Aug 31, 2008

Expecting Adam

by Martha Beck
Expecting Adam describes the author's experiences as a Harvard graduate student expecting a child, who she discovers has down's syndrome. First she has to decide whether to keep the child, or abort him. Then she struggles with confronting those who find her decision unacceptable- portraying the Harvard community as being totally intellectual-driven, elitist and unsympathetic to students who have difficulties balancing academics and challenges in their personal lives. Even after her son is born, the book still focuses mostly on the author's personal problems and not what it is like to raise a disabled child. Eventually she realizes she needs a change in perspective- but the way she goes about it really surprised me. Her exploration into supernatural and paranormal spiritual experiences totally strained my ability to believe her story. The were just too many unbelievable events, one after another. Beck's writing is wry, sarcastic, funny- and terribly unflattering (even condescending and unkind) to her family members and academic peers. I have to say if I knew her personally, I'd really cringe at reading this book. She herself comes across as being emotionally unstable and quite selfish at times.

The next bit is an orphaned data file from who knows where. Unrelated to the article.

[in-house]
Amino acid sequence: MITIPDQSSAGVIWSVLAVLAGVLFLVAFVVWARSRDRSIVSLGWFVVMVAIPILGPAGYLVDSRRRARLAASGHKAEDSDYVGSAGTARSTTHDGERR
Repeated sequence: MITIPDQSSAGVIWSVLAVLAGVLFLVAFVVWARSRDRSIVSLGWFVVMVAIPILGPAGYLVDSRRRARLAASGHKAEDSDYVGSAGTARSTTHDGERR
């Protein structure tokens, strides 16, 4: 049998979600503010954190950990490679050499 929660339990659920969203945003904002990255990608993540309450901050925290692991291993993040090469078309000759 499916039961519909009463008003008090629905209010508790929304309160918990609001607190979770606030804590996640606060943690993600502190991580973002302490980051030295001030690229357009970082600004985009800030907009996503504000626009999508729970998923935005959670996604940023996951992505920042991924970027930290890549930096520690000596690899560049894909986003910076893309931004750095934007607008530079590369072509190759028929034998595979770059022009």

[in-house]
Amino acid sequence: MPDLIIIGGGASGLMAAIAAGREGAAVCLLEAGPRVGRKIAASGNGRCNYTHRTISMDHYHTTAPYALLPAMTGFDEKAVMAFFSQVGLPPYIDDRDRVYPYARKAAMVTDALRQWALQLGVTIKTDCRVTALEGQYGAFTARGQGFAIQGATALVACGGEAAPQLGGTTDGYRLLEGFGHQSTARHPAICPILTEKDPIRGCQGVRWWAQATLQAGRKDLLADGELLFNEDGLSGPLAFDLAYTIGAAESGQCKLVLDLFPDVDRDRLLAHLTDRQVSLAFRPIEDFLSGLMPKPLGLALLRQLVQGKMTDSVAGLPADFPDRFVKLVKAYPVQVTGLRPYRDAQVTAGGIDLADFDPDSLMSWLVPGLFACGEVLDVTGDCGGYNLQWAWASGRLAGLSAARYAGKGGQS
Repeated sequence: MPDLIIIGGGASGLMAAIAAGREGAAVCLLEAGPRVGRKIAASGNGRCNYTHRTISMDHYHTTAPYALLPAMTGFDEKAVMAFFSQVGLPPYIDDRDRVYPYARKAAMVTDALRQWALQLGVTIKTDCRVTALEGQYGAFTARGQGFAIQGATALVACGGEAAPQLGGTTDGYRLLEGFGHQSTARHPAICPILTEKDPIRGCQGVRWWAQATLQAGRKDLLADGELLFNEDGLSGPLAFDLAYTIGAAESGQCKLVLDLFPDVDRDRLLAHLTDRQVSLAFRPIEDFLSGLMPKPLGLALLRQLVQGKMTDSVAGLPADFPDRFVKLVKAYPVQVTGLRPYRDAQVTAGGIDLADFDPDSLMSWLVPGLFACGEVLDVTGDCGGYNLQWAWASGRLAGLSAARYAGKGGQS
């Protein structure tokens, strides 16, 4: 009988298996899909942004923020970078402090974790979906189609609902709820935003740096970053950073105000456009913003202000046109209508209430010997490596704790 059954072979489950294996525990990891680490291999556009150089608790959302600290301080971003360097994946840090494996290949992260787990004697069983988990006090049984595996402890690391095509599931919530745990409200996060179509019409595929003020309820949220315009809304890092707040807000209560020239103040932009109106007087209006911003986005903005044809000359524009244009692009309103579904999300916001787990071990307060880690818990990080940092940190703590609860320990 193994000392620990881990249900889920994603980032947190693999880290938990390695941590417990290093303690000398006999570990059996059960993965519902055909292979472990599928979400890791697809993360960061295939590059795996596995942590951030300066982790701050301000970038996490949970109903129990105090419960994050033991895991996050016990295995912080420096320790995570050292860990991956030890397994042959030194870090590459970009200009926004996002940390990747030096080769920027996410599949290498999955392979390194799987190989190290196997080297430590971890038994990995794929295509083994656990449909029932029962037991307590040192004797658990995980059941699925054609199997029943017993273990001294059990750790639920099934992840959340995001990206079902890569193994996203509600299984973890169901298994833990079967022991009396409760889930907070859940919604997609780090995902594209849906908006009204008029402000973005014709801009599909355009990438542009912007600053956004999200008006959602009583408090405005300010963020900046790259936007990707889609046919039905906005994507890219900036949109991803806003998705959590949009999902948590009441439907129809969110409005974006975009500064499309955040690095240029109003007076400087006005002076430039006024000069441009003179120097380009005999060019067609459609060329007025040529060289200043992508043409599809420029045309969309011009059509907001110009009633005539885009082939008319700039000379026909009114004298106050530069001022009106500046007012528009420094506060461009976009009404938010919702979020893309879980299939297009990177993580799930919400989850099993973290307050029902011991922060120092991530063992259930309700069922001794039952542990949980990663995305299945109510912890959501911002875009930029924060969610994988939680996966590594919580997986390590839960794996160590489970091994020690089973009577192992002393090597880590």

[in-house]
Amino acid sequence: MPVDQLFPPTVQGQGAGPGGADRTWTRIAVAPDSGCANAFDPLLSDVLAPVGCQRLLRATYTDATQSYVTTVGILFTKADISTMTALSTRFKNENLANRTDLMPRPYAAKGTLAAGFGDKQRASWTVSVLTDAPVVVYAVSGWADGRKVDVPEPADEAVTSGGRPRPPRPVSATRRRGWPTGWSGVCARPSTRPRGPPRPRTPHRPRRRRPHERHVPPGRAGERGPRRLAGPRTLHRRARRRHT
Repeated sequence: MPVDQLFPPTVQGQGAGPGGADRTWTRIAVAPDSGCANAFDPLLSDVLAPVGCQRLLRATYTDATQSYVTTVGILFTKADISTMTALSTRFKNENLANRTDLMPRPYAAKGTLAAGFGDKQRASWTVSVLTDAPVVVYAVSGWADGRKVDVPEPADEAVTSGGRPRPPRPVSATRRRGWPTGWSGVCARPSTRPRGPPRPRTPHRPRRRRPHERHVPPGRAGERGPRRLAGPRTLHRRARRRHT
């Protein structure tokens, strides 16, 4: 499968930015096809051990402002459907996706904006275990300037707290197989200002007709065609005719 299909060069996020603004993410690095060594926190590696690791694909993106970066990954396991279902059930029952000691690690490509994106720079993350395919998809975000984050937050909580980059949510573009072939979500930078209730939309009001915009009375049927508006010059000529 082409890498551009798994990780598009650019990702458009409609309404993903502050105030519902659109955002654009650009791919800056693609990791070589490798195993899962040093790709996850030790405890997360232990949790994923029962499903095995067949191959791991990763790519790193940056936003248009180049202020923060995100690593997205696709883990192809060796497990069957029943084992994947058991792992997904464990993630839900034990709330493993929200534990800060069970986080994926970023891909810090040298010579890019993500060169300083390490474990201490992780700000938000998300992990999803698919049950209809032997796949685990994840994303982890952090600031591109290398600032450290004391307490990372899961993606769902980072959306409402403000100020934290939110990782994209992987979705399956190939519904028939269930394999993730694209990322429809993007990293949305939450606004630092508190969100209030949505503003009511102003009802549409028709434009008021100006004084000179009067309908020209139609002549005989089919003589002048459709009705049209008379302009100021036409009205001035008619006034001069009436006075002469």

Sadly, I found out this book was first written as a fictional novel, but Beck couldn't get any publishers interested until she marketed it as non-fiction. So is this another fake memoir? I've become highly skeptical of the veracity of any memoir by this point. And because reading Expecting Adam raised doubts of the author's credibility in my mind, I wonder now how much of Leaving the Saints was purely fabricated or exaggerated too? You can read more about the author here and here.

Rating: 3/5                    335 pages, 2000

6 comments:

Julie said...

I posted about this book a couple of years ago. I didn't like it either.

Laura said...

It's a shame that we have to question whether memoirs are true or embellished. It's not fair for those who write true non-fiction memoirs!

verbivore said...

Such a frustrating issue, isn't it? I mean truthful or non-truthful. I'm interested in this book, for the subject matter, although if you felt the writing went a bit wonky, than I suspect I'll end up skipping it.

Jeane said...

I actually enjoyed the writing. Found it quite funny and entertaining most times. It was how the subject matter veered into implausible new-agey spiritual experiences that lowered this book's quality for me.

Susan said...

Well, I think I can give this a miss. When I was pregnant with our third child, I was told I had a high chance he was going to have Down's. I refused to have the amniocentesis test because there was a higher risk of losing the baby if I had it, and i realized I wanted the baby no matter what. While graham doesn't have Downs, it's something that I found changes a person, and does make the family very aware of how our society promotes and celebrates intellectual capability over capacity for loving. Thanks for the review, at last one book I can cross off the 'to be read someday' list!!! :-)

Lauren said...

Another book that starts off sounding very interesting only to have it fall at the end it seems. I don't like books that get a bit too far "out there"